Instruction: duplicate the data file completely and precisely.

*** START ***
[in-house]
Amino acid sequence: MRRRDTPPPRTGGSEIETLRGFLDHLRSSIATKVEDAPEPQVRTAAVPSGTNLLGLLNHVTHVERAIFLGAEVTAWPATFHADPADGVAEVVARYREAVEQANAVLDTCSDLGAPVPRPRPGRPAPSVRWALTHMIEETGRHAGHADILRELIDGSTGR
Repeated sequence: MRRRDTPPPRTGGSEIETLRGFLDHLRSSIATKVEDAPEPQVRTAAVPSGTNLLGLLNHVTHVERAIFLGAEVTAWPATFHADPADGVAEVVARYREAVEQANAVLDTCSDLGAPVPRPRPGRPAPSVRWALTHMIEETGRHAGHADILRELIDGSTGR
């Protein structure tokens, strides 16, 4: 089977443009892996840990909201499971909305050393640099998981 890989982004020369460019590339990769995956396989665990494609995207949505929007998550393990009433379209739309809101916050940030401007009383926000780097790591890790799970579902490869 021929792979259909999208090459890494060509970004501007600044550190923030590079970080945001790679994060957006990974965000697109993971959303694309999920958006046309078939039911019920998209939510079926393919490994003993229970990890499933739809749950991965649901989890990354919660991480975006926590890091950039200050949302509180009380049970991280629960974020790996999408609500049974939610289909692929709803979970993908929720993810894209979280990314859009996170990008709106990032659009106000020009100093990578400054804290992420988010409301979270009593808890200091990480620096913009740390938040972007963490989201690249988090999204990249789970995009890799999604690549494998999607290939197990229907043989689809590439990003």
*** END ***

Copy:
[in-house]
Amino acid sequence: MRRRDTPPPRTGGSEIETLRGFLDHLRSSIATKVEDAPEPQVRTAAVPSGTNLLGLLNHVTHVERAIFLGAEVTAWPATFHADPADGVAEVVARYREAVEQANAVLDTCSDLGAPVPRPRPGRPAPSVRWALTHMIEETGRHAGHADILRELIDGSTGR
Repeated sequence: MRRRDTPPPRTGGSEIETLRGFLDHLRSSIATKVEDAPEPQVRTAAVPSGTNLLGLLNHVTHVERAIFLGAEVTAWPATFHADPADGVAEVVARYREAVEQANAVLDTCSDLGAPVPRPRPGRPAPSVRWALTHMIEETGRHAGHADILRELIDGSTGR
């Protein structure tokens, strides 16, 4: 089977443009892996840990909201499971909305050393640099998981 890989982004020369460019590339990769995956396989665990494609995207949505929007998550393990009433379209739309809101916050940030401007009383926000780097790591890790799970579902490869 021929792979259909999208090459890494060509970004501007600044550190923030590079970080945001790679994060957006990974965000697109993971959303694309999920958006046309078939039911019920998209939510079926393919490994003993229970990890499933739809749950991965649901989890990354919660991480975006926590890091950039200050949302509180009380049970991280629960974020790996999408609500049974939610289909692929709803979970993908929720993810894209979280990314859009996170990008709106990032659009106000020009100093990578400054804290992420988010409301979270009593808890200091990480620096913009740390938040972007963490989201690249988090999204990249789970995009890799999604690549494998999607290939197990229907043989689809590439990003």